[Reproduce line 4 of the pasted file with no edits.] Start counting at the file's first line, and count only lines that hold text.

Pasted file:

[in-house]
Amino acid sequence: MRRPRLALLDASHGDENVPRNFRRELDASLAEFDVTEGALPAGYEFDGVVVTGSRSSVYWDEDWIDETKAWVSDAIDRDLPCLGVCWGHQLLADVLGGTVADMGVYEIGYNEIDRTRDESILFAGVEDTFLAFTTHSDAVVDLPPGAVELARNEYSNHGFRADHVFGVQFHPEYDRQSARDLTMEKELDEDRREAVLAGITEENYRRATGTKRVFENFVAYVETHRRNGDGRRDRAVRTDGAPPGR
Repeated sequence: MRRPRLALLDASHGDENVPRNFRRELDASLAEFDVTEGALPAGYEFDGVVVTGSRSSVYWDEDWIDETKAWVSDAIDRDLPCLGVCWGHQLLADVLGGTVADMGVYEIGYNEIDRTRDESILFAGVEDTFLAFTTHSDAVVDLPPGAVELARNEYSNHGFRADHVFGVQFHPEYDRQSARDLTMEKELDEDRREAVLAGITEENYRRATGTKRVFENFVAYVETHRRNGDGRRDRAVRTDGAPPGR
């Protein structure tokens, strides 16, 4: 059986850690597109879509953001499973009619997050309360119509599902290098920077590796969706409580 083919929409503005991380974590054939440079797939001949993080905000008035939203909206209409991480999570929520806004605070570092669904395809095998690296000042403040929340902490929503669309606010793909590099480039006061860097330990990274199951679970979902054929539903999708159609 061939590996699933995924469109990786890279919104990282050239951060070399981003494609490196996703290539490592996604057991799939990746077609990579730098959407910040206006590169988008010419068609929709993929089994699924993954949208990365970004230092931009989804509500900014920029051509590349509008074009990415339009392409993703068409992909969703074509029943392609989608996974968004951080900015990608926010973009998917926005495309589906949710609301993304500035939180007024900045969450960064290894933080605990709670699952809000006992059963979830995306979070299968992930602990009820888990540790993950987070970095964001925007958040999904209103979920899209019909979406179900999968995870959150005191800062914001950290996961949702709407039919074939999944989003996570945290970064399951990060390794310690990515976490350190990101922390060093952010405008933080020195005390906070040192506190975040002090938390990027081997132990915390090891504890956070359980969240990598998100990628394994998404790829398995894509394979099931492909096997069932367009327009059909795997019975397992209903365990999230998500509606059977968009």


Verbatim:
């Protein structure tokens, strides 16, 4: 059986850690597109879509953001499973009619997050309360119509599902290098920077590796969706409580 083919929409503005991380974590054939440079797939001949993080905000008035939203909206209409991480999570929520806004605070570092669904395809095998690296000042403040929340902490929503669309606010793909590099480039006061860097330990990274199951679970979902054929539903999708159609 061939590996699933995924469109990786890279919104990282050239951060070399981003494609490196996703290539490592996604057991799939990746077609990579730098959407910040206006590169988008010419068609929709993929089994699924993954949208990365970004230092931009989804509500900014920029051509590349509008074009990415339009392409993703068409992909969703074509029943392609989608996974968004951080900015990608926010973009998917926005495309589906949710609301993304500035939180007024900045969450960064290894933080605990709670699952809000006992059963979830995306979070299968992930602990009820888990540790993950987070970095964001925007958040999904209103979920899209019909979406179900999968995870959150005191800062914001950290996961949702709407039919074939999944989003996570945290970064399951990060390794310690990515976490350190990101922390060093952010405008933080020195005390906070040192506190975040002090938390990027081997132990915390090891504890956070359980969240990598998100990628394994998404790829398995894509394979099931492909096997069932367009327009059909795997019975397992209903365990999230998500509606059977968009």